GREENVILLE — Local nonprofit SafeHaven, Inc., hosted a “Faces of Recovery” lunch at its facility in Greenville on Friday.
The event featured information from members of the Tri-County Board of Mental Health Services, as well as a display of masks painted by Darke County residents who have benefited from the organization’s services.
“We’re trying to address the stigma in the community at large,” Alphonso Darden, who helps run the Faces of Recovery program out of the Sandusky Artisans Recovery Community Center in north central Ohio, said of the often striking, colorful assortment of masks. “A lot of times people in the community don’t understand how to communicate with us.”
Darden struggles with mental illness himself, he said, and sees the faces as a tool with which to get his clients’ message across.
“It gives us the opportunity to have a platform, a voice,” Darden said. “It shows that we’re creative, that we’ve still got some value, that we’ve still got something to give.”
SafeHaven, which provides support to people with mental illness, has hosted similar open houses in Sidney and Piqua recently, with the goal of giving area residents an opportunity to meet the group’s members and visit its offices. The events were made possible by a grant acknowledging the agency’s participation in the Faces of Recovery art program.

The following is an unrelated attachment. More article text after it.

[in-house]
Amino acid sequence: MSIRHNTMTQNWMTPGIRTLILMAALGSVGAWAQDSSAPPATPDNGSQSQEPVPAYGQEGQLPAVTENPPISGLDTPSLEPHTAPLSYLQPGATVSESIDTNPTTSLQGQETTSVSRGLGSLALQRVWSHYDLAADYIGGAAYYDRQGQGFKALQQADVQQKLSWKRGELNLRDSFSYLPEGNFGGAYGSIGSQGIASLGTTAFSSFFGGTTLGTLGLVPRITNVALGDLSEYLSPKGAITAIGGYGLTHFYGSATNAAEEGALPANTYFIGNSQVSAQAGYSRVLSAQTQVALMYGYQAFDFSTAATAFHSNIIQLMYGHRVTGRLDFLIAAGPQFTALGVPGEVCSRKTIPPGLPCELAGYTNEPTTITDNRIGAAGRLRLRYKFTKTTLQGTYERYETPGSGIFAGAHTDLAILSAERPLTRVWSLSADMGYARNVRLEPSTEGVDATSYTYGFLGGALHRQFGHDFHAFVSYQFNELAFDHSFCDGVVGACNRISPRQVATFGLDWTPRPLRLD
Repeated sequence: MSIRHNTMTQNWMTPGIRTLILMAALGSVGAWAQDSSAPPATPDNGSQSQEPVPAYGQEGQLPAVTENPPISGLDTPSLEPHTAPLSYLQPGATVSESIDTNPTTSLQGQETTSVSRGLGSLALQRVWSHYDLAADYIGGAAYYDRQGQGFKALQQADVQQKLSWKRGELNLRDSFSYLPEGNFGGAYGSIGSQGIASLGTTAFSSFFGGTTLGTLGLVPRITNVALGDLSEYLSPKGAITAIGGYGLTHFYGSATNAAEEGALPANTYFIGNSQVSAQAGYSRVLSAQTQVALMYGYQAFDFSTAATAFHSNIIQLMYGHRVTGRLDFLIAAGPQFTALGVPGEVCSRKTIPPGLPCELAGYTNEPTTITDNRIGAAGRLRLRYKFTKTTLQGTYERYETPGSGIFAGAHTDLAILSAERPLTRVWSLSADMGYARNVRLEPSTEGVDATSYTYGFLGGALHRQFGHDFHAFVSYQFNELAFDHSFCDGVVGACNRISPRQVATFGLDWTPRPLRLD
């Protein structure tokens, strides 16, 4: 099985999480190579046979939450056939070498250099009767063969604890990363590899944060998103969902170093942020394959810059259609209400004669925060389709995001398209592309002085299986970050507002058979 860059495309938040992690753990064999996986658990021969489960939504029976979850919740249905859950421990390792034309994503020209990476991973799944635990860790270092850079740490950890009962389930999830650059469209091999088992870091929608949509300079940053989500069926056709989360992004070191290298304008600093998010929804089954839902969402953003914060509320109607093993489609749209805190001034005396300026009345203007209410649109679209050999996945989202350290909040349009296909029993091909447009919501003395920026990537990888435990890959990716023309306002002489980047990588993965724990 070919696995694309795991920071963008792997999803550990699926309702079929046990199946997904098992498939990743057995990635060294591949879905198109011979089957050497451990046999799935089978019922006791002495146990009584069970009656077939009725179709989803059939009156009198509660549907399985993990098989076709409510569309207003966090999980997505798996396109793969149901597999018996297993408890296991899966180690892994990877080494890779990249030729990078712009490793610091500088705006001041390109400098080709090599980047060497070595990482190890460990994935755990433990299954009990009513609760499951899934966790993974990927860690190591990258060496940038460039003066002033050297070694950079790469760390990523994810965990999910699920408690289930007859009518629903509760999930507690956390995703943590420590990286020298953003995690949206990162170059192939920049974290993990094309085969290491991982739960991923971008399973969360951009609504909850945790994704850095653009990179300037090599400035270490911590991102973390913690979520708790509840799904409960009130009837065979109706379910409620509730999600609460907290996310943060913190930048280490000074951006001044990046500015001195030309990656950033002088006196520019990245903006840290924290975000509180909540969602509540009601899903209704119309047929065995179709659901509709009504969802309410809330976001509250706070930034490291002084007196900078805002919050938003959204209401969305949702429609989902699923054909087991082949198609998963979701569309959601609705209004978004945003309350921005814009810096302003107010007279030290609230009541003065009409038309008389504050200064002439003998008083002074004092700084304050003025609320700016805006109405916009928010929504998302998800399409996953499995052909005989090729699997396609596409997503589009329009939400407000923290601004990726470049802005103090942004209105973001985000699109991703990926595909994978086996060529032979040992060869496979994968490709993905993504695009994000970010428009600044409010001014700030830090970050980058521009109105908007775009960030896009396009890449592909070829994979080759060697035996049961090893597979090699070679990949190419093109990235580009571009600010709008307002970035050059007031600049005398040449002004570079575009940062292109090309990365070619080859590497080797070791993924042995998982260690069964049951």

“It was really affecting people,” Darden said of attendees’ responses to the masks created by SafeHaven’s members. “People were crying; people were talking about it. People are starting to look at our community differently.”
Members painted or otherwise decorated masks to illustrate a number of themes. What does a good day look like? What does a bad day look like? How does the stigma of mental illness feel? And how important are support mechanisms? The masks were entered as a group art piece in the Tri-County Board’s annual Art of Recovery exhibit last fall and also were on display during each of SafeHaven’s open house events.
Douglas Metcalfe, executive director of SafeHaven, stressed the importance of fighting harmful attitudes about mental illness.
“There’s a lot of stigma out there that we want to be a part of breaking down,” Metcalfe said. “A lot of our members are not only dealing with the symptoms of their illness but are living in poverty as well.”
This poverty, Metcalfe said, creates barriers to those with mental illness being able to gain access to psychological as well as physical healthcare. Many can’t afford transportation to and from healthcare appointments, Metcalfe said, and even with the advent of public transportation services like Greenville Transit, they may still be unable to access resources outside the county.
“One statistic that’s really close to our hearts is that people with mental illness die 25 years younger than the rest of the population,” Metcalfe said. “But we like to see every new person who comes through our door as a new opportunity to help someone. That helps us stay grounded.”
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